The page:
Browser window

If your browser window is small (for example on a mobile device), you might need to toggle (tap) the Bootstrap navigation button in the upper right to see the Home, About, and Contact links.

Browser window highlighting the Bootstrap navigation button

Changing views and layout pages

Tap the menu links (MvcMovie, Home, About). Each page shows the same menu layout. The menu layout is implemented in the Views/Shared/_Layout.cshtml file. Open the Views/Shared/_Layout.cshtml file.

Layout templates allow you to specify the HTML container layout of your site in one place and then apply it across multiple pages in your site. Find the @RenderBody() line. RenderBody is a placeholder where all the view-specific pages you create show up, wrapped in the layout page. For example, if you select the About link, the Views/Home/About.cshtml view is rendered inside the RenderBody method.

In the title element, change MvcMovie to Movie App. Change the anchor text in the layout template from MvcMovie to Movie App and the controller from Home to Movies as highlighted below:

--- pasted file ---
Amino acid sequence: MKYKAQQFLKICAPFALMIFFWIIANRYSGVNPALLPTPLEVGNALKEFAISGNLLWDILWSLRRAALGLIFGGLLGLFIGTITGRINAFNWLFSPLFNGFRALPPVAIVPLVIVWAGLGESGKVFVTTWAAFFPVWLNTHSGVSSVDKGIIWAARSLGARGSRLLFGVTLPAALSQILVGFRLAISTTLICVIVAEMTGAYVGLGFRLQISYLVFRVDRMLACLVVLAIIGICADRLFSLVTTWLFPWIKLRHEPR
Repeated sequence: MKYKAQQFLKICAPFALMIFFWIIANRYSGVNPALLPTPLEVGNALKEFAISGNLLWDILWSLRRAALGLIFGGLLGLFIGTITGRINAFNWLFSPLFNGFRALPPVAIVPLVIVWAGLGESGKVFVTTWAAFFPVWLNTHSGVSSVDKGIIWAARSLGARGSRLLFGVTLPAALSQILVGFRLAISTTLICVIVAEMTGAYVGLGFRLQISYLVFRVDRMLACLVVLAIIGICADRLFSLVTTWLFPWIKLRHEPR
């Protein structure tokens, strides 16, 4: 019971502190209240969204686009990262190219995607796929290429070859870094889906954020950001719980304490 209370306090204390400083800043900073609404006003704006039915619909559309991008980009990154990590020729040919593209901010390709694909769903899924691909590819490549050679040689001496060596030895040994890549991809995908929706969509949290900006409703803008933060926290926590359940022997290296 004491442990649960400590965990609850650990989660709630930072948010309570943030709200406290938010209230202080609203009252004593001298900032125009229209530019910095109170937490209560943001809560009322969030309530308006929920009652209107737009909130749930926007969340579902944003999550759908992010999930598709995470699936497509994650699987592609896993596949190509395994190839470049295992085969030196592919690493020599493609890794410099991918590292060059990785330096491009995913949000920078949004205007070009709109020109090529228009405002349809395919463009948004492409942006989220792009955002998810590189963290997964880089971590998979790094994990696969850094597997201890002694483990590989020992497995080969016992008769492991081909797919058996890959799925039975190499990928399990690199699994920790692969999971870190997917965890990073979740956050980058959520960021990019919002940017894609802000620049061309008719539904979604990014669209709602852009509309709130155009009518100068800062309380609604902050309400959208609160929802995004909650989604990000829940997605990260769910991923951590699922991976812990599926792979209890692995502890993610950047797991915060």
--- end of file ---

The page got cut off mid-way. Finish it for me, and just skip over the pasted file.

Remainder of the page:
Note: The ASP.NET Core 2.0 version is slightly different. It doesn’t contain @inject ApplicationInsights and @Html.Raw(JavaScriptSnippet.FullScript).

@inject Microsoft.ApplicationInsights.AspNetCore.JavaScriptSnippet JavaScriptSnippet
<!DOCTYPE html>
    <meta charset="utf-8" />
    <meta name="viewport" content="width=device-width, initial-scale=1.0" />
    <title>@ViewData["Title"] - Movie App</title>

    <environment names="Development">
        <link rel="stylesheet" href="~/lib/bootstrap/dist/css/bootstrap.css" />
        <link rel="stylesheet" href="~/css/site.css" />
    <environment names="Staging,Production">
        <link rel="stylesheet" href=""
              asp-fallback-test-class="sr-only" asp-fallback-test-property="position" asp-fallback-test-value="absolute" />
        <link rel="stylesheet" href="~/css/site.min.css" asp-append-version="true" />